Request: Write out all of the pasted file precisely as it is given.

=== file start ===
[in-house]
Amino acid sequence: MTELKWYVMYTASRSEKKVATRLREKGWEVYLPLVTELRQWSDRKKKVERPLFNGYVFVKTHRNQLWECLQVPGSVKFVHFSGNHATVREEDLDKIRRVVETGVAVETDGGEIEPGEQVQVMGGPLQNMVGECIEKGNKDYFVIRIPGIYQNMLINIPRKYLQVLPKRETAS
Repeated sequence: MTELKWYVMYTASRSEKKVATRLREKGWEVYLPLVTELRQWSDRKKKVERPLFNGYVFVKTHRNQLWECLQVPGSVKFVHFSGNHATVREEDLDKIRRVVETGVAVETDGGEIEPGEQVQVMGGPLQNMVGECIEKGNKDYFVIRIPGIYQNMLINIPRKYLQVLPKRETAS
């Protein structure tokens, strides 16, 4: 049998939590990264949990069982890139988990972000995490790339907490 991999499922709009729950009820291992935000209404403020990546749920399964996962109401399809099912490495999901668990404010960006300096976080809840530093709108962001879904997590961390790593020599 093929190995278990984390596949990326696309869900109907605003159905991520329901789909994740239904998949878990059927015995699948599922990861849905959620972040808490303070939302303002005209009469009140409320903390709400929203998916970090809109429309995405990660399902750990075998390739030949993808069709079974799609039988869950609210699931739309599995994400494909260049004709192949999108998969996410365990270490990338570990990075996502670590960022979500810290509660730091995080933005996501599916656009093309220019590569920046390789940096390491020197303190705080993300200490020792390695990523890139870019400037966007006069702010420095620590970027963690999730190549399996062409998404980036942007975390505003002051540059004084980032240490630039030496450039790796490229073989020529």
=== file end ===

[in-house]
Amino acid sequence: MTELKWYVMYTASRSEKKVATRLREKGWEVYLPLVTELRQWSDRKKKVERPLFNGYVFVKTHRNQLWECLQVPGSVKFVHFSGNHATVREEDLDKIRRVVETGVAVETDGGEIEPGEQVQVMGGPLQNMVGECIEKGNKDYFVIRIPGIYQNMLINIPRKYLQVLPKRETAS
Repeated sequence: MTELKWYVMYTASRSEKKVATRLREKGWEVYLPLVTELRQWSDRKKKVERPLFNGYVFVKTHRNQLWECLQVPGSVKFVHFSGNHATVREEDLDKIRRVVETGVAVETDGGEIEPGEQVQVMGGPLQNMVGECIEKGNKDYFVIRIPGIYQNMLINIPRKYLQVLPKRETAS
């Protein structure tokens, strides 16, 4: 049998939590990264949990069982890139988990972000995490790339907490 991999499922709009729950009820291992935000209404403020990546749920399964996962109401399809099912490495999901668990404010960006300096976080809840530093709108962001879904997590961390790593020599 093929190995278990984390596949990326696309869900109907605003159905991520329901789909994740239904998949878990059927015995699948599922990861849905959620972040808490303070939302303002005209009469009140409320903390709400929203998916970090809109429309995405990660399902750990075998390739030949993808069709079974799609039988869950609210699931739309599995994400494909260049004709192949999108998969996410365990270490990338570990990075996502670590960022979500810290509660730091995080933005996501599916656009093309220019590569920046390789940096390491020197303190705080993300200490020792390695990523890139870019400037966007006069702010420095620590970027963690999730190549399996062409998404980036942007975390505003002051540059004084980032240490630039030496450039790796490229073989020529």